The party publishes the weekly Povo Livre (Free People) newspaper.

History[edit]

Foundation[edit]

The Social Democratic Party was born on 6 May 1974, when Francisco Sá Carneiro, Francisco Pinto Balsemão and Joaquim Magalhães Mota publicly announced the formation of what was then called the PPD, the Democratic People's Party (Portuguese: Partido Popular Democrático). On 15 May, the party's first headquarters were inaugurated in Largo do Rato, Lisbon. This was followed, on 24 June, by the formation of the first Political Committee, consisting of Francisco Sá Carneiro, Francisco Pinto Balsemão, Joaquim Magalhães Mota, Barbosa de Melo, Mota Pinto, Montalvão Machado, Miguel Veiga, Ferreira Júnior, António Carlos Lima, António Salazar Silva, Jorge Correia da Cunha, Jorge Figueiredo Dias and Jorge Sá Borges.

The Povo Livre publication was founded, its first issue being published on 13 July 1974, led by its first two directors, Manuel Alegria and Rui Machete. The PPD's first major meeting was held in the "Pavilhão dos Desportos", Lisbon, on 25 October, and a month later the party's first official congress took place.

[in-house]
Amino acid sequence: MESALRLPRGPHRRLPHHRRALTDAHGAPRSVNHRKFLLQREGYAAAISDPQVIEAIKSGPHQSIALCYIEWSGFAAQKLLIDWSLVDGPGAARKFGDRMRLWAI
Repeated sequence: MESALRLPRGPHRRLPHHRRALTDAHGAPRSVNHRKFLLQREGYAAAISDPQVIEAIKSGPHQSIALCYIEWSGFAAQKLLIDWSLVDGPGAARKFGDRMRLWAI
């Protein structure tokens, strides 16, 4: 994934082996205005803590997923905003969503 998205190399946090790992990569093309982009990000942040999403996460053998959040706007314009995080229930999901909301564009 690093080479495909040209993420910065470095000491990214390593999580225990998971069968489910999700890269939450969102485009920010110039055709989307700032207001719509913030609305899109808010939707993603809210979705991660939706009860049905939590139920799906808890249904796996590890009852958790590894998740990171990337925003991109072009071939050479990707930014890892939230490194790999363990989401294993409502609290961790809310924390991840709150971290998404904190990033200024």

On 17 January 1975, 6300 signatures were sent to the Supreme Court so that the party could be approved as a legitimate political entity, which happened a mere eight days later.

In 1975, the PPD applied unsuccessfully to join the Socialist International,[9] its membership attempt vetoed by the Socialist Party.[10]

Alberto João Jardim was the co-founder of the Madeiran branch of the PSD, and governed the autonomous archipelago for decades, running as a member of the party.

In government[edit]

The Social Democratic Party participated in a number of coalition governments in Portugal between 1974 and 1979, following the Carnation Revolution. This is seen as a transitional period in Portuguese politics, in which political institutions were built and took time to stabilize. In 1979, the PSD formed an electoral alliance, known as the Democratic Alliance (AD), with the Democratic Social Centre (now called the People's Party, CDS-PP) and a couple of smaller right-wing parties. The AD won the parliamentary elections towards the end of 1979, and the PSD leader, Francisco Sá Carneiro, became Prime Minister. The AD increased its parliamentary majority in new elections called for 1980, but was devastated by the death of Sá Caneiro in an air crash on 4 December 1980. Francisco Pinto Balsemão took over the leadership of both the Social Democratic Party and the Democratic Alliance, as well as the Prime Ministership, but lacking Sá Carneiro's charisma, he was unable to rally popular support.